The value of crops produced in North Dakota last year totaled almost $11 billion.
That's nearly double 2011's crop value of 6 billion dollars.
While many of those commodities are consumed in the states--more and more countries are looking to America as their food supplier.
This afternoon we look at the number of pulse crops being sent overseas and how a new facility will add value to North Dakota's ag industry.
"Exports still remain the dominant consumer of pulse crops. When you get into India subcontinent, it is there staple food. as we eat beef here.They are eating peas, lentils and chickpeas in their home countries."
United Pulse Trading is making foot prints across the state with a U.S. headquarters office in Bismarck, processing peas, lentils and chickpeas in Williston and soon adding value to North Dakota's commodities in Minot.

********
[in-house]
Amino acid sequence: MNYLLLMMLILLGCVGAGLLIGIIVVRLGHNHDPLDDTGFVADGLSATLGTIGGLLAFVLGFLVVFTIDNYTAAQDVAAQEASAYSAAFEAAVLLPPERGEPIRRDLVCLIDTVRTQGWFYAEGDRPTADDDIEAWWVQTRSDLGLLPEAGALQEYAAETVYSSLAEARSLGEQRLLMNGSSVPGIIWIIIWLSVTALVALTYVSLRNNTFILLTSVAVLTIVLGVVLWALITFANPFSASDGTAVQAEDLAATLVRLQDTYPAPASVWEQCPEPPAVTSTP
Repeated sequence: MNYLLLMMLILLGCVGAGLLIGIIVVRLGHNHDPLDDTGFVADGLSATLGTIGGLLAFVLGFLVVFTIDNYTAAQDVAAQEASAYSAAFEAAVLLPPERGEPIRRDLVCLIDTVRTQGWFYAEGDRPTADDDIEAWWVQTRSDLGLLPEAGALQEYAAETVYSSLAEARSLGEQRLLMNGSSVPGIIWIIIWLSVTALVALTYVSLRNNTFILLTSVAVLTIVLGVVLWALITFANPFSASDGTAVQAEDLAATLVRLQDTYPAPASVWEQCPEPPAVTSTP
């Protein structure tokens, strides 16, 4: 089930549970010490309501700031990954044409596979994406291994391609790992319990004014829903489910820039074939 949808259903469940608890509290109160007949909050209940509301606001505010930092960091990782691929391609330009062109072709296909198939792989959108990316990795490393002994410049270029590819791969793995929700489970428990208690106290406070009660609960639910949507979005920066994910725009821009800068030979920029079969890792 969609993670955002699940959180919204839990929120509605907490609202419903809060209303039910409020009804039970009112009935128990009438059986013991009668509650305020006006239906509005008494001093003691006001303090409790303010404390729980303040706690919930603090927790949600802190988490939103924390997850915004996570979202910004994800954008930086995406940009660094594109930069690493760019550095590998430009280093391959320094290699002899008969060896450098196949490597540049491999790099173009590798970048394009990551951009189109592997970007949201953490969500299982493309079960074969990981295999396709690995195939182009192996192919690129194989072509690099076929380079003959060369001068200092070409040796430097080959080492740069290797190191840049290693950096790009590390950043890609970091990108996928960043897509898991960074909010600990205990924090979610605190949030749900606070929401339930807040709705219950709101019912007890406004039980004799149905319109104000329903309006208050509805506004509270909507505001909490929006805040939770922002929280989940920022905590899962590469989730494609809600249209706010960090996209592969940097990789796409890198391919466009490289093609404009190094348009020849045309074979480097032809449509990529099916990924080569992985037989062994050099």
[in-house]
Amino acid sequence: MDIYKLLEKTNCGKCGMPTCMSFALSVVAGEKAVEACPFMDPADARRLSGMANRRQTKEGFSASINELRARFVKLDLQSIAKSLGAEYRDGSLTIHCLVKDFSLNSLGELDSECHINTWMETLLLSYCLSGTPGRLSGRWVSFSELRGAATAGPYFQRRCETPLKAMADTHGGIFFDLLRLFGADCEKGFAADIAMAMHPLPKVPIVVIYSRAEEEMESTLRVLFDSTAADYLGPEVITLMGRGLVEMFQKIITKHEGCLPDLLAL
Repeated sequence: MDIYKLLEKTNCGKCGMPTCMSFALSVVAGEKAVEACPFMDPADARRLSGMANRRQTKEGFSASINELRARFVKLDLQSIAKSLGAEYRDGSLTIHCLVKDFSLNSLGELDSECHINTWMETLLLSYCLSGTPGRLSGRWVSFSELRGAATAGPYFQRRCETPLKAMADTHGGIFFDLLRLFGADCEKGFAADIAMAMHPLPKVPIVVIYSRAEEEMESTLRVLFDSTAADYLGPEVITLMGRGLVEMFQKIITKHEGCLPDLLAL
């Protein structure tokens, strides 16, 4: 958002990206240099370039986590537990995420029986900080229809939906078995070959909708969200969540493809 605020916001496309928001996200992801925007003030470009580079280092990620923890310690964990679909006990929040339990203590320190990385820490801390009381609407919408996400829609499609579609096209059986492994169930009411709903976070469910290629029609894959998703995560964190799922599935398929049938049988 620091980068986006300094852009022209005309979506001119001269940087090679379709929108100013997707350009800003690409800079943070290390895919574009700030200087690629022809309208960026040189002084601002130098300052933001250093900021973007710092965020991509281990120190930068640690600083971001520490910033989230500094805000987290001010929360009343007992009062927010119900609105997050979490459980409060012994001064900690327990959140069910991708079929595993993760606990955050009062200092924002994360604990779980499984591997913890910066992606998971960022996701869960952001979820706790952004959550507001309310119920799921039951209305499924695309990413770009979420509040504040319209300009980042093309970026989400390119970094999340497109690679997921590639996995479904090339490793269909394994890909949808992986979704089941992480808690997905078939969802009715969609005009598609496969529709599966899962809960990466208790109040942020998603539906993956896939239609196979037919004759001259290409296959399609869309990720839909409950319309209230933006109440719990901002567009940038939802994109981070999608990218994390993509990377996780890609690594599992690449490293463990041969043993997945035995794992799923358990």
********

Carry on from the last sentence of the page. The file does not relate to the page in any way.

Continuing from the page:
"Minot is going to be a little bit different of a process that what we have going at any of our facilities. globally. In that we are taking the pulse crops that we clean, split and then we are going to take another step and mill it into flours. Several different types of flours. from that point separating the protein, starch and fiber as a food ingredient for global food markets around the world."
Eric Bartsch is the General Manager at United Pulse Trading.
Bartsch says 70-80% of the peas and lentils are exported.
He says United Pulse Trading ships to nearly 100 countries around the world.
India is eating up a lot of the dried peas, lentils and chickpeas, being the number one destination for export pulse crops.
Bartsch says other growing markets include China, Latin America and Europe.
"Even north America. It's not an export market, but it is a growing market for us and that's where we see our biggest growth over the next several years."
Bartsch says the Minot facility will be operating by April or May.
Bartsch says pulse crops are also being used in many pet foods.